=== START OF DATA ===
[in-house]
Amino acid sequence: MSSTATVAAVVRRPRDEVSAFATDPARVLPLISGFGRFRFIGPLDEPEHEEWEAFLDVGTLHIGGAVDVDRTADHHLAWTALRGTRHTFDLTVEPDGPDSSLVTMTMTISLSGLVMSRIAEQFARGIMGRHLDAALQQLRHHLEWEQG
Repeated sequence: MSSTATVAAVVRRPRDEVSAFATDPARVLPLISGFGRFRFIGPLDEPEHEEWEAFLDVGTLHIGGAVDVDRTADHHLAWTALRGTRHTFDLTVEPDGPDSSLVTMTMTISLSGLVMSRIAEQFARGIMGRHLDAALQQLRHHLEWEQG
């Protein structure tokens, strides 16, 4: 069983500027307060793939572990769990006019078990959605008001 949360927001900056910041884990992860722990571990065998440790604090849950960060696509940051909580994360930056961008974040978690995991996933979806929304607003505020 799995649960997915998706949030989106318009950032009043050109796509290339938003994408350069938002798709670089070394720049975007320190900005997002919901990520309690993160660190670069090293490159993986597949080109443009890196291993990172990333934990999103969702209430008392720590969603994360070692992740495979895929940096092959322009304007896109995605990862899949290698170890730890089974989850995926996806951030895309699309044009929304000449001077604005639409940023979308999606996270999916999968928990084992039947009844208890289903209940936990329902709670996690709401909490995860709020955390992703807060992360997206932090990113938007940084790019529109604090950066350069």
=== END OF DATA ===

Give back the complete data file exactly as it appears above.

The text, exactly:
[in-house]
Amino acid sequence: MSSTATVAAVVRRPRDEVSAFATDPARVLPLISGFGRFRFIGPLDEPEHEEWEAFLDVGTLHIGGAVDVDRTADHHLAWTALRGTRHTFDLTVEPDGPDSSLVTMTMTISLSGLVMSRIAEQFARGIMGRHLDAALQQLRHHLEWEQG
Repeated sequence: MSSTATVAAVVRRPRDEVSAFATDPARVLPLISGFGRFRFIGPLDEPEHEEWEAFLDVGTLHIGGAVDVDRTADHHLAWTALRGTRHTFDLTVEPDGPDSSLVTMTMTISLSGLVMSRIAEQFARGIMGRHLDAALQQLRHHLEWEQG
């Protein structure tokens, strides 16, 4: 069983500027307060793939572990769990006019078990959605008001 949360927001900056910041884990992860722990571990065998440790604090849950960060696509940051909580994360930056961008974040978690995991996933979806929304607003505020 799995649960997915998706949030989106318009950032009043050109796509290339938003994408350069938002798709670089070394720049975007320190900005997002919901990520309690993160660190670069090293490159993986597949080109443009890196291993990172990333934990999103969702209430008392720590969603994360070692992740495979895929940096092959322009304007896109995605990862899949290698170890730890089974989850995926996806951030895309699309044009929304000449001077604005639409940023979308999606996270999916999968928990084992039947009844208890289903209940936990329902709670996690709401909490995860709020955390992703807060992360997206932090990113938007940084790019529109604090950066350069």